Wednesday, May 16th, was the 1st anniversary of our full-timing adventure!!! It has been a good year of seeing beautiful parts of the country and having the freedom to stay in our own home (the 5th wheel trailer) while we visit with family in Texas.
(Just the cutest kid in the universe! That from his Grammy) :) :) :)
Wednesday, May 16th we left Admiralty RV Park www.admiraltyrvresort.com in San Antonio for a beautiful 111 mile drive with fields of wild flowers bordering the highway.
Indian Paintbrush and cattle:
Blue Bonnets & yellow flowers:
We arrived at Fort Mason City Park, in Mason, Texas about 1:15 pm. This is the kind of day we like when we travel. Leave about 10am and stopping after no more than three or four hours of driving.
Fort Mason City Park is a pretty little park with about 25 sites nestled under a grove of pecan trees. Adjacent to the park is an 18 hole golf course. The fairways and greens don’t look like they get a lot of tender loving care. We don’t golf so we aren’t able to provide more info about the course.
Beautiful campsite under the mature pecan trees at the city park:
Mason is a very pretty town & county with a population of about 2200 & 3800 respectively. We dropped into the Chamber of Commerce office and picked up magazines, maps, and brochures with excellent visitor information about the area.
Mason is the county seat for Mason County, so in the center of the town is the county courthouse & square. Surrounding the square are two or three restaurants, several shops, a bank, antique store, etc. Mason, Texas web site: http://www.masontxcoc.com/
As we usually do in these small towns we look for interesting restaurants to eat lunch at, and we were not disappointed in Mason. After we arrived Wednesday, we ate a late lunch/early dinner (about 2pm) at Cooper’s Bar-B-Q. The way they serve the Bar-B-Q is different. When you walk up to the restaurant entrance, there is a sign saying stop here at the large iron smoking pit and select the meat you want to eat. The pit master then carries your selections in the restaurant where you select your side orders, beverage, etc and pay. I don’t know if this is a new trend, or just how they have always served Bar-B-Q in Central Texas. We also experienced this kind of service at a Bar-B-Q in Brady, Tx. There is usually quite a selection of meats available. Of course the usual smoked brisket, sausage & chicken, but also pork chops, prime rib & goat.
On Thursday we had a great lunch at the Willow Creek Café. The lunch special was chicken fried steak, baked potato, vegetable, desert, ice tea or coffee for $7. Needless to say we left stuffed and had to take a nap. I have no idea why it is hard to lose weight, or keep from gaining weight!! :)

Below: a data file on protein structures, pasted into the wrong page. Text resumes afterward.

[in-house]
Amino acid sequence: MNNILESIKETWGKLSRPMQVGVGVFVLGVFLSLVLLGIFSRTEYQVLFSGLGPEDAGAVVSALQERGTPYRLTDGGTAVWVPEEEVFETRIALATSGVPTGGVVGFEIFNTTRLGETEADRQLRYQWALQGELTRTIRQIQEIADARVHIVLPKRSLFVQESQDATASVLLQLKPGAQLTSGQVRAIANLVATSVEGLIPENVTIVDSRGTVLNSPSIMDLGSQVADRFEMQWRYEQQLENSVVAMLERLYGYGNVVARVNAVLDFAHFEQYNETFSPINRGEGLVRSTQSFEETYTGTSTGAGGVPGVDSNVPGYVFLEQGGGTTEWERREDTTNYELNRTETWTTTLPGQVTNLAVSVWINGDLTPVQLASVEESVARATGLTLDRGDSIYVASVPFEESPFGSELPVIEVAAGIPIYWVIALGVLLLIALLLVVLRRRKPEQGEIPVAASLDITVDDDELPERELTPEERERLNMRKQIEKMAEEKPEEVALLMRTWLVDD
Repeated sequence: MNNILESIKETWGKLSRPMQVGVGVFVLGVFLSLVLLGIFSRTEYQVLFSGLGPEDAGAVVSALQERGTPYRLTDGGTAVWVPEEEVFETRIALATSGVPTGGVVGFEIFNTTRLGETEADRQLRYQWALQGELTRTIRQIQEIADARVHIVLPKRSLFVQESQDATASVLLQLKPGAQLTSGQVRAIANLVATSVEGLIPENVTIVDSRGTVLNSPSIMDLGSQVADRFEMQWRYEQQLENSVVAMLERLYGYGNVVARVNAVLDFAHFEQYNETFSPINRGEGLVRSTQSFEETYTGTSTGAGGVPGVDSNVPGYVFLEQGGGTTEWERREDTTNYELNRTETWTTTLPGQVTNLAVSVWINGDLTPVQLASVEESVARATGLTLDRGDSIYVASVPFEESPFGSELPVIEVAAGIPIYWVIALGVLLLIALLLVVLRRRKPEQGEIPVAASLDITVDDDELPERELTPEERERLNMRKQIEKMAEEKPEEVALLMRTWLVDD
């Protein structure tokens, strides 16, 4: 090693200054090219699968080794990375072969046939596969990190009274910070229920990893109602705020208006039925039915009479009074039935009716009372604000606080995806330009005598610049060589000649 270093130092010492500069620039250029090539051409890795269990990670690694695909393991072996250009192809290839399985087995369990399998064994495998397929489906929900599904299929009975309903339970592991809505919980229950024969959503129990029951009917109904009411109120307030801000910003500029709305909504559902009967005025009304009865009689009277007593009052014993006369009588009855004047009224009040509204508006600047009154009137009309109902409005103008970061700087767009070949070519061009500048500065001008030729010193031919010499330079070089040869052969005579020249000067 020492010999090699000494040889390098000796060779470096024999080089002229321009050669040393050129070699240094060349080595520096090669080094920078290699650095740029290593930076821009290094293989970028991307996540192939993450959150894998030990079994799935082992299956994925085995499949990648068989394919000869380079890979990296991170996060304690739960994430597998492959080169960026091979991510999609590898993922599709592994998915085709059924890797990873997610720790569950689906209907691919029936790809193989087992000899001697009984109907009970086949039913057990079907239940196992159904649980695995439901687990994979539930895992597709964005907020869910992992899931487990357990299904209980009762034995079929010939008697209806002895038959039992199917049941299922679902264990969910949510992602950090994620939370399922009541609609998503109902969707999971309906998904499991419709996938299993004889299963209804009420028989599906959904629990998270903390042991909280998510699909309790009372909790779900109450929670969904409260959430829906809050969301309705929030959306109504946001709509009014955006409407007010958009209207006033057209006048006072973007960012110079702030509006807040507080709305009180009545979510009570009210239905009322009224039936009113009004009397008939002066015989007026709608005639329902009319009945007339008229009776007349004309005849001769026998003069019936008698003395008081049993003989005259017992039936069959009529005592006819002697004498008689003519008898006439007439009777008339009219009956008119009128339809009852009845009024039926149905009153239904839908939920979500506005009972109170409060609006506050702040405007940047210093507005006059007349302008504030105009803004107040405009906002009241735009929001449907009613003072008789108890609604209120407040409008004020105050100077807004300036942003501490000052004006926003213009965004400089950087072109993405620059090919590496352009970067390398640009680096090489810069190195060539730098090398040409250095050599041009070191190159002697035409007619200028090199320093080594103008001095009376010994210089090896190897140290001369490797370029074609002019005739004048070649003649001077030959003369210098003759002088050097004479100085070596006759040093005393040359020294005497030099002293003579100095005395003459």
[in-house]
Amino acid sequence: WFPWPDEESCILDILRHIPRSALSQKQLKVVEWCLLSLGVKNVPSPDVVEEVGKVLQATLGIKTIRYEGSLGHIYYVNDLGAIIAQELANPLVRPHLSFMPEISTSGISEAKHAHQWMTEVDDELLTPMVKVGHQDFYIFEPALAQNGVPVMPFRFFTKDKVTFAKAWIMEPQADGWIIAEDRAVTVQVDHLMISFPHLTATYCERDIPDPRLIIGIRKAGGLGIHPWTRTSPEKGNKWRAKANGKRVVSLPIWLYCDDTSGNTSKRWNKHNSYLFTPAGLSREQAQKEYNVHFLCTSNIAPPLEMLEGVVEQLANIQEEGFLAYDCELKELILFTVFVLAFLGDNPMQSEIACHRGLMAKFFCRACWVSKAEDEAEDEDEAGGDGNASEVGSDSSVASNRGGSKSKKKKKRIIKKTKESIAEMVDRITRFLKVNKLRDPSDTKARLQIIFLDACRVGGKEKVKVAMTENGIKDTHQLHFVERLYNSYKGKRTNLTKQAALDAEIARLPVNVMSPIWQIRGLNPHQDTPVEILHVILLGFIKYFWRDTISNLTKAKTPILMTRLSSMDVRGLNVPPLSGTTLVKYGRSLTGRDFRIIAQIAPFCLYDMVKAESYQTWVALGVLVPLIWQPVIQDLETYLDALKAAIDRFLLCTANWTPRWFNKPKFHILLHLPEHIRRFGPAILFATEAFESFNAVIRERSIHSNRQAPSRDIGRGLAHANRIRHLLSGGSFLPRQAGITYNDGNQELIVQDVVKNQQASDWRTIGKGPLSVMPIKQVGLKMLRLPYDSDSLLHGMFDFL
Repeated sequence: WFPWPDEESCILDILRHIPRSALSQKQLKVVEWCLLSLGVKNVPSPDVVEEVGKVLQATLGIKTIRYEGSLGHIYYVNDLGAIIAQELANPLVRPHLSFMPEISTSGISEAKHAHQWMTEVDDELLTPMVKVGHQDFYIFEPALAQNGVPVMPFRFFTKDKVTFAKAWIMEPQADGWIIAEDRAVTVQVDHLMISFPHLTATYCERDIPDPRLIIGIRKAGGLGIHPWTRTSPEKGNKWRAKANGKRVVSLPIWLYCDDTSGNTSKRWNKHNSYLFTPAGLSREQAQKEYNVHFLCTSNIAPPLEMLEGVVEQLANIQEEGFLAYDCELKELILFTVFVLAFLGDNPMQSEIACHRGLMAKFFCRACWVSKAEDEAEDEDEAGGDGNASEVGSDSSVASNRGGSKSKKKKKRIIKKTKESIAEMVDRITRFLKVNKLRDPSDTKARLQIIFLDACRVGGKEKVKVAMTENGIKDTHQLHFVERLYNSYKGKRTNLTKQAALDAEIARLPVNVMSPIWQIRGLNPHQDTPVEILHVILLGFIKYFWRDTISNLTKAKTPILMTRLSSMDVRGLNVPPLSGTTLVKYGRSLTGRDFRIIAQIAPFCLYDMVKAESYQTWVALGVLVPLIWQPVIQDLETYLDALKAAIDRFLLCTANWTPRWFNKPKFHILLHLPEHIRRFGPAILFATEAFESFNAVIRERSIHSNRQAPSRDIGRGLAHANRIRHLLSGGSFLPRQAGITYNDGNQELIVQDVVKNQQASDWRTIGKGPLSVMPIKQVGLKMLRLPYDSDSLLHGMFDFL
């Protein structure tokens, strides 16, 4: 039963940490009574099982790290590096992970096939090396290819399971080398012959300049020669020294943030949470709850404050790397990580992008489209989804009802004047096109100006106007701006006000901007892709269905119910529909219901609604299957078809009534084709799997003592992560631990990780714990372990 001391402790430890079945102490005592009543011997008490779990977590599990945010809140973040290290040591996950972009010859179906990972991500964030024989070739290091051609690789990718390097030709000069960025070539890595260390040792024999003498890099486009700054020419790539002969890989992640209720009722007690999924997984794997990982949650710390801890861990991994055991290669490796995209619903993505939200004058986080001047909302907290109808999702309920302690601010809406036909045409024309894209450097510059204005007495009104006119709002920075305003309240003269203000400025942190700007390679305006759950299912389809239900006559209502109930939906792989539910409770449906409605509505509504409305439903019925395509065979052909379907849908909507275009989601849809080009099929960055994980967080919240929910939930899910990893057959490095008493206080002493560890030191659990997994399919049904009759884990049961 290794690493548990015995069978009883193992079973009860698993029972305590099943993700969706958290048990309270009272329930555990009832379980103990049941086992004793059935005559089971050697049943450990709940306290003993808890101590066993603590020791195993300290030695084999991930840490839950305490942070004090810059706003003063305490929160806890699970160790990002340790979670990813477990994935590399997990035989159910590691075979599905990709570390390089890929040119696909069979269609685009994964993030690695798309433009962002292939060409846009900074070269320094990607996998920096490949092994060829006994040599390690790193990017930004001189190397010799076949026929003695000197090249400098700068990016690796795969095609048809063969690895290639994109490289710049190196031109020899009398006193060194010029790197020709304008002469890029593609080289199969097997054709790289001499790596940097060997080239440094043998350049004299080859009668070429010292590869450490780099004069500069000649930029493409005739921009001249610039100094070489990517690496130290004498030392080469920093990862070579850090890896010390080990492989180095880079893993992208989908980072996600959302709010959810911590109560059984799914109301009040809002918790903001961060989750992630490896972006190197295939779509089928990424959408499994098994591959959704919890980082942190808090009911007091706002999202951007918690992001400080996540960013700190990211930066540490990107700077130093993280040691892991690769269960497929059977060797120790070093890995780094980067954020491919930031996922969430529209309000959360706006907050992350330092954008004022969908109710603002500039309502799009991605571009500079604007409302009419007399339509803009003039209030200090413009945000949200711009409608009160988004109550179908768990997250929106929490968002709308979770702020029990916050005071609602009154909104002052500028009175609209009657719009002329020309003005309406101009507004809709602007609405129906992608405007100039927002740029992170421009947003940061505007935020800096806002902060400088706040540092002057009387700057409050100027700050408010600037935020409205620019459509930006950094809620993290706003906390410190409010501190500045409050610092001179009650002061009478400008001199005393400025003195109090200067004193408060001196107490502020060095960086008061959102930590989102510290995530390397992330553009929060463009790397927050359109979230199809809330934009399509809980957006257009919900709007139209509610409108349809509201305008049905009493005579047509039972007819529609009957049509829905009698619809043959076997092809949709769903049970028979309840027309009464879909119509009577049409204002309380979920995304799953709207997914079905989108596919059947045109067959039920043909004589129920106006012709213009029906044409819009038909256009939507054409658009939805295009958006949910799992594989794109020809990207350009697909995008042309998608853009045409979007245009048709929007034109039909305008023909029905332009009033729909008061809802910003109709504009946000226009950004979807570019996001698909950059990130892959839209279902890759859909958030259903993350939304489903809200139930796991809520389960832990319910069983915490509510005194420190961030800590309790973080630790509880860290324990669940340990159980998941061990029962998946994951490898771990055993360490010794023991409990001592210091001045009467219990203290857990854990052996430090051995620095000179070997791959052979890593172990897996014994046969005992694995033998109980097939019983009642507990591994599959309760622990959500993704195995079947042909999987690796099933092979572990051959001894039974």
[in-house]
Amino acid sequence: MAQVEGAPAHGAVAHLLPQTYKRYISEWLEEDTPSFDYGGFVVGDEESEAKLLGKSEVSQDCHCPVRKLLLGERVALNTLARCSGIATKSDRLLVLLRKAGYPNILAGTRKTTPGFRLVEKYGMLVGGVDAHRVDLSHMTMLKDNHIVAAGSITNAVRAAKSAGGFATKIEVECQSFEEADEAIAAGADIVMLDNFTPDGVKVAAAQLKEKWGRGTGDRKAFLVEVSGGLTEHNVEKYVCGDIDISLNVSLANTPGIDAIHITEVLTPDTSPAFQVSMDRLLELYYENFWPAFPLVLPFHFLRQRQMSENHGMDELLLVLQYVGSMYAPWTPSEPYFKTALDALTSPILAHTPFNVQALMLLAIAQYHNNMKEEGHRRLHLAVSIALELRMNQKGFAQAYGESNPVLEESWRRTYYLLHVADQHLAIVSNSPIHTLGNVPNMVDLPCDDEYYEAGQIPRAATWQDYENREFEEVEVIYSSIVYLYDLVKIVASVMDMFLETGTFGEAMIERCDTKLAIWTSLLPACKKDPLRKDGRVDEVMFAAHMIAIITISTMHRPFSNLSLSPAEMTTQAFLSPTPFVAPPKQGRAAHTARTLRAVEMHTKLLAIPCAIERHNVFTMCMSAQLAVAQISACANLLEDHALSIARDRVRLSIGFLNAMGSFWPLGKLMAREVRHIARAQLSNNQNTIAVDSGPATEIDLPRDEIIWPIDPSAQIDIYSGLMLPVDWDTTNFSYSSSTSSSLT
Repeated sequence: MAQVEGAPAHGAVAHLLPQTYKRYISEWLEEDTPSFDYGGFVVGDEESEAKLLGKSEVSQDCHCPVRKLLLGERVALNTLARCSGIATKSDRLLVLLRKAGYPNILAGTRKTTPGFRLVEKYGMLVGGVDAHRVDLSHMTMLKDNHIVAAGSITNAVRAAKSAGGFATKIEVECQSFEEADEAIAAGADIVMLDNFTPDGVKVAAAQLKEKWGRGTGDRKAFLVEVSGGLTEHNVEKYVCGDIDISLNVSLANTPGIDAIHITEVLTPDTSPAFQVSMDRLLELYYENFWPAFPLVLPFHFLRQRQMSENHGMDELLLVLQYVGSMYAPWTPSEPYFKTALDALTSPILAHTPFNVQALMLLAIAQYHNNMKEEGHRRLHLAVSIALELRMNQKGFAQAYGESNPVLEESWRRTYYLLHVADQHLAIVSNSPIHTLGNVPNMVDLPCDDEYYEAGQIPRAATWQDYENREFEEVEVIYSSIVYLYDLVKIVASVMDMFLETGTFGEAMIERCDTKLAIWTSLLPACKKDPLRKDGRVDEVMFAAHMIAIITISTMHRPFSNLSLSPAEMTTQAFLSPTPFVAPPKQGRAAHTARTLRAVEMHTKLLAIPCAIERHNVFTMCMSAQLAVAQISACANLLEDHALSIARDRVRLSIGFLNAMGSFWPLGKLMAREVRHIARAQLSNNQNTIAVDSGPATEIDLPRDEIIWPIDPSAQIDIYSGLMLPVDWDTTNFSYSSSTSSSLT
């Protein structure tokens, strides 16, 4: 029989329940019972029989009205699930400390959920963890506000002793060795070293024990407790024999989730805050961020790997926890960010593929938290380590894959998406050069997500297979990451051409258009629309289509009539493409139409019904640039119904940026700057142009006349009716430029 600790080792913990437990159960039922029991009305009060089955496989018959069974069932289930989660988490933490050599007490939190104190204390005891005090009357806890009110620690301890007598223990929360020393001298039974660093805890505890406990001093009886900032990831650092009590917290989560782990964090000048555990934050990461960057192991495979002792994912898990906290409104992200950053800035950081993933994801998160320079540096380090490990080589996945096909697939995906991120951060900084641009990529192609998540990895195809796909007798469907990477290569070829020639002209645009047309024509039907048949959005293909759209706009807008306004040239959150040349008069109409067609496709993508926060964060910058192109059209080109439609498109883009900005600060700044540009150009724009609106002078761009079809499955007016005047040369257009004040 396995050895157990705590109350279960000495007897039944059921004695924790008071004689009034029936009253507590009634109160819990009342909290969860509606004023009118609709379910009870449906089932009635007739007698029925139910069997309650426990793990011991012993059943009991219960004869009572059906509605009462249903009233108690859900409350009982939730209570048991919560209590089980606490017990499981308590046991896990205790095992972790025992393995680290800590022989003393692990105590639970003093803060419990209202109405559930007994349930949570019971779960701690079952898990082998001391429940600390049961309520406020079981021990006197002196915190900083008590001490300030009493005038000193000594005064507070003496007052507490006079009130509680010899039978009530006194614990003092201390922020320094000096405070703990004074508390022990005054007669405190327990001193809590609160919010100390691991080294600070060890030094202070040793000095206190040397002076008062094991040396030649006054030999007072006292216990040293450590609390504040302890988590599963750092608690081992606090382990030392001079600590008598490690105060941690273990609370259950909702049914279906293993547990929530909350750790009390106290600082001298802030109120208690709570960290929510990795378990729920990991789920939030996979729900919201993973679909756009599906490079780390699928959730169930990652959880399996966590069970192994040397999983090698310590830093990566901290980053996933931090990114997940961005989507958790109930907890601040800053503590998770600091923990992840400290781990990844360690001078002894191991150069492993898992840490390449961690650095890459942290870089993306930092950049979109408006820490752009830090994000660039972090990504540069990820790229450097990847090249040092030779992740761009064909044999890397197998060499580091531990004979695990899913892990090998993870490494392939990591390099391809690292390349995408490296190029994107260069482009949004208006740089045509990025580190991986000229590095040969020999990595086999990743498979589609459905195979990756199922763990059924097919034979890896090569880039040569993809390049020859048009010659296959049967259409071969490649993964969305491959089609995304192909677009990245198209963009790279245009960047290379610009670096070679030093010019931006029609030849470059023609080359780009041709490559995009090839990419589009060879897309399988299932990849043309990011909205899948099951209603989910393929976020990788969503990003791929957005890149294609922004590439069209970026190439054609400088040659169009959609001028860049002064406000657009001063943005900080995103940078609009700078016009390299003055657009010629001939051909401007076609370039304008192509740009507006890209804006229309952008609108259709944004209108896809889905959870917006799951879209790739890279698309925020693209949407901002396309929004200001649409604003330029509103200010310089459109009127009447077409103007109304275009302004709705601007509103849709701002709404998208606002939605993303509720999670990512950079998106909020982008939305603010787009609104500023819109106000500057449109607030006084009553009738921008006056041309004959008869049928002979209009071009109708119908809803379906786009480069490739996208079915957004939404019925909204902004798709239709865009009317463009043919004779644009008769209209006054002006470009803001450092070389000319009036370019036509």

One of the brochures gave detailed driving directions to three tours in Mason County to view the wild flowers, beautiful ranch land and old ranch homes, some of which were built in the late 1800’s. Many of these old homes are still occupied by descendants of the original settlers. Some of these county roads are gravel, and in places a little rough where the roads drop into low water crossings.
Green Heron at Beaver Creek:
A rock ranch house built in late 1800’s:
Moving on toward Lewisville Friday:
We spent two nights in Mason and left (very early for us) at 7am. We left early so we could stop at Dan’s Machine & Welding shop in Brady, Texas.
A sidebar about why the stop at Dan’s Machine & Welding Shop:
In late March this year while spending the night in Brady we discovered we had a broken leaf spring on our 5th wheel axel. Due to errors in information from NuWa (the manufacturer of our HitchHiker) and lack of diligence from the owner & worker at Dan’s Machine, the incorrect length leaf springs were ordered and installed on the trailer. (OOPS)
While in San Antonio in April, Al realized the wrong springs were on the trailer.
The thing (equalizer) in the middle should be level instead of one side higher than the other. This is caused by one spring being longer than the other.
Close up view of the equalizer:
In San Antonio we took the trailer to Southwest Wheel http://www.southwestwheel.com and they installed the correct length springs and adjusted the trailer brakes. My hat is off to Southwest Wheel. They did a superb job of replacing the springs, aligning the axels and adjusting the brakes. All the work was done with a friendly smile, a helpful attitude AND at a reasonable price! :) :) :)
We arrived at Dan’s about 10 minutes before they opened at 8am. We spent about 1 ½ hours discussing the problem with Dan and getting a refund of half of the cost of replacing the springs. Dan is really a very nice and seemingly honest person. It was an unfortunate set of circumstances which caused the incorrect springs to be installed. A lesson learned by Al is to inspect all work done before leaving. Then we could have corrected the problem then and there. Of course we would have cooled our heels for another several days in Brady waiting for parts and the work to be completed. The camping facilities available in Brady don’t appeal to us to spend more than over night.